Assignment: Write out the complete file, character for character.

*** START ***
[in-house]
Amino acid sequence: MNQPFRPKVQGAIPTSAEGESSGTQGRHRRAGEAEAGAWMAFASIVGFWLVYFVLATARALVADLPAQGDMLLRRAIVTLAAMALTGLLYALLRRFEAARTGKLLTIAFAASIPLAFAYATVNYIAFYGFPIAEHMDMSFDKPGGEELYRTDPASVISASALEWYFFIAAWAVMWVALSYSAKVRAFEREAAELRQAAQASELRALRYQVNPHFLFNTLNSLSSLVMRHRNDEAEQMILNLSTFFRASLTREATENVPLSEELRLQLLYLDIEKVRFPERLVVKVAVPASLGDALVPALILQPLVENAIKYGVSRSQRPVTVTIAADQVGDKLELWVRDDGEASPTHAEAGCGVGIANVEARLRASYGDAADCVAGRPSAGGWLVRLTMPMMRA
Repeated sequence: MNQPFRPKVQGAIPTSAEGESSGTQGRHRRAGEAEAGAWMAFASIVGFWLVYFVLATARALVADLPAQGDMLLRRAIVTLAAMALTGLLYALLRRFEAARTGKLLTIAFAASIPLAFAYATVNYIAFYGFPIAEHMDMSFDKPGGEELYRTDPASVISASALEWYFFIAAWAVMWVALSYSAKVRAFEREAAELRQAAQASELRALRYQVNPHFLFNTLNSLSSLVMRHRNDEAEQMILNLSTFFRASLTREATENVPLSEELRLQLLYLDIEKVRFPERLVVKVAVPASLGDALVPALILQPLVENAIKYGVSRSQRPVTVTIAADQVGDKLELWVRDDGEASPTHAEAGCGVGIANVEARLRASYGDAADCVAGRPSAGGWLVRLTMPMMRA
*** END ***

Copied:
[in-house]
Amino acid sequence: MNQPFRPKVQGAIPTSAEGESSGTQGRHRRAGEAEAGAWMAFASIVGFWLVYFVLATARALVADLPAQGDMLLRRAIVTLAAMALTGLLYALLRRFEAARTGKLLTIAFAASIPLAFAYATVNYIAFYGFPIAEHMDMSFDKPGGEELYRTDPASVISASALEWYFFIAAWAVMWVALSYSAKVRAFEREAAELRQAAQASELRALRYQVNPHFLFNTLNSLSSLVMRHRNDEAEQMILNLSTFFRASLTREATENVPLSEELRLQLLYLDIEKVRFPERLVVKVAVPASLGDALVPALILQPLVENAIKYGVSRSQRPVTVTIAADQVGDKLELWVRDDGEASPTHAEAGCGVGIANVEARLRASYGDAADCVAGRPSAGGWLVRLTMPMMRA
Repeated sequence: MNQPFRPKVQGAIPTSAEGESSGTQGRHRRAGEAEAGAWMAFASIVGFWLVYFVLATARALVADLPAQGDMLLRRAIVTLAAMALTGLLYALLRRFEAARTGKLLTIAFAASIPLAFAYATVNYIAFYGFPIAEHMDMSFDKPGGEELYRTDPASVISASALEWYFFIAAWAVMWVALSYSAKVRAFEREAAELRQAAQASELRALRYQVNPHFLFNTLNSLSSLVMRHRNDEAEQMILNLSTFFRASLTREATENVPLSEELRLQLLYLDIEKVRFPERLVVKVAVPASLGDALVPALILQPLVENAIKYGVSRSQRPVTVTIAADQVGDKLELWVRDDGEASPTHAEAGCGVGIANVEARLRASYGDAADCVAGRPSAGGWLVRLTMPMMRA